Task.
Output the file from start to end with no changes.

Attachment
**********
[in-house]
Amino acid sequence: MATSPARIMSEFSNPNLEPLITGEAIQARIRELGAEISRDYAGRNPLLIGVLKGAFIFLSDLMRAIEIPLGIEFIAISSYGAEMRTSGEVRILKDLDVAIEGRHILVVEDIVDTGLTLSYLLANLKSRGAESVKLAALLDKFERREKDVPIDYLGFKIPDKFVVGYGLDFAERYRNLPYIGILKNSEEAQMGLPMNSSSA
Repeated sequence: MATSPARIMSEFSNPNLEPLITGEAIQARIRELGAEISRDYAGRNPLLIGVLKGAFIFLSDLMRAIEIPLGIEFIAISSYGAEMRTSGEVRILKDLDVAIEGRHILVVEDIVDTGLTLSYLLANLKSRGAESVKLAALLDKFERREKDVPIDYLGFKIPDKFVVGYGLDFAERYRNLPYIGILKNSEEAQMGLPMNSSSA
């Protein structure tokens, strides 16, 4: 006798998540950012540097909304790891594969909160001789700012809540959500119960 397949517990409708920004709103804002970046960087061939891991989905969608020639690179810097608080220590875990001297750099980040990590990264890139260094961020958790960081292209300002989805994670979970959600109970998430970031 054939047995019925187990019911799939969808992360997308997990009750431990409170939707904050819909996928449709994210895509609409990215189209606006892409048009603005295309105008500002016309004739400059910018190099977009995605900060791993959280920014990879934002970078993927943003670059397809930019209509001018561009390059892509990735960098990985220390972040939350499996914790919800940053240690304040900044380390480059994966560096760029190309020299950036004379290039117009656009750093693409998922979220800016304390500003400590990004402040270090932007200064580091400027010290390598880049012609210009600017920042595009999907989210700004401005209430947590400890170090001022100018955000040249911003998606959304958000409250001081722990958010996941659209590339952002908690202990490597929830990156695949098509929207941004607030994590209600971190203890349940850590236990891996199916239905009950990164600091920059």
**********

[in-house]
Amino acid sequence: MATSPARIMSEFSNPNLEPLITGEAIQARIRELGAEISRDYAGRNPLLIGVLKGAFIFLSDLMRAIEIPLGIEFIAISSYGAEMRTSGEVRILKDLDVAIEGRHILVVEDIVDTGLTLSYLLANLKSRGAESVKLAALLDKFERREKDVPIDYLGFKIPDKFVVGYGLDFAERYRNLPYIGILKNSEEAQMGLPMNSSSA
Repeated sequence: MATSPARIMSEFSNPNLEPLITGEAIQARIRELGAEISRDYAGRNPLLIGVLKGAFIFLSDLMRAIEIPLGIEFIAISSYGAEMRTSGEVRILKDLDVAIEGRHILVVEDIVDTGLTLSYLLANLKSRGAESVKLAALLDKFERREKDVPIDYLGFKIPDKFVVGYGLDFAERYRNLPYIGILKNSEEAQMGLPMNSSSA
């Protein structure tokens, strides 16, 4: 006798998540950012540097909304790891594969909160001789700012809540959500119960 397949517990409708920004709103804002970046960087061939891991989905969608020639690179810097608080220590875990001297750099980040990590990264890139260094961020958790960081292209300002989805994670979970959600109970998430970031 054939047995019925187990019911799939969808992360997308997990009750431990409170939707904050819909996928449709994210895509609409990215189209606006892409048009603005295309105008500002016309004739400059910018190099977009995605900060791993959280920014990879934002970078993927943003670059397809930019209509001018561009390059892509990735960098990985220390972040939350499996914790919800940053240690304040900044380390480059994966560096760029190309020299950036004379290039117009656009750093693409998922979220800016304390500003400590990004402040270090932007200064580091400027010290390598880049012609210009600017920042595009999907989210700004401005209430947590400890170090001022100018955000040249911003998606959304958000409250001081722990958010996941659209590339952002908690202990490597929830990156695949098509929207941004607030994590209600971190203890349940850590236990891996199916239905009950990164600091920059």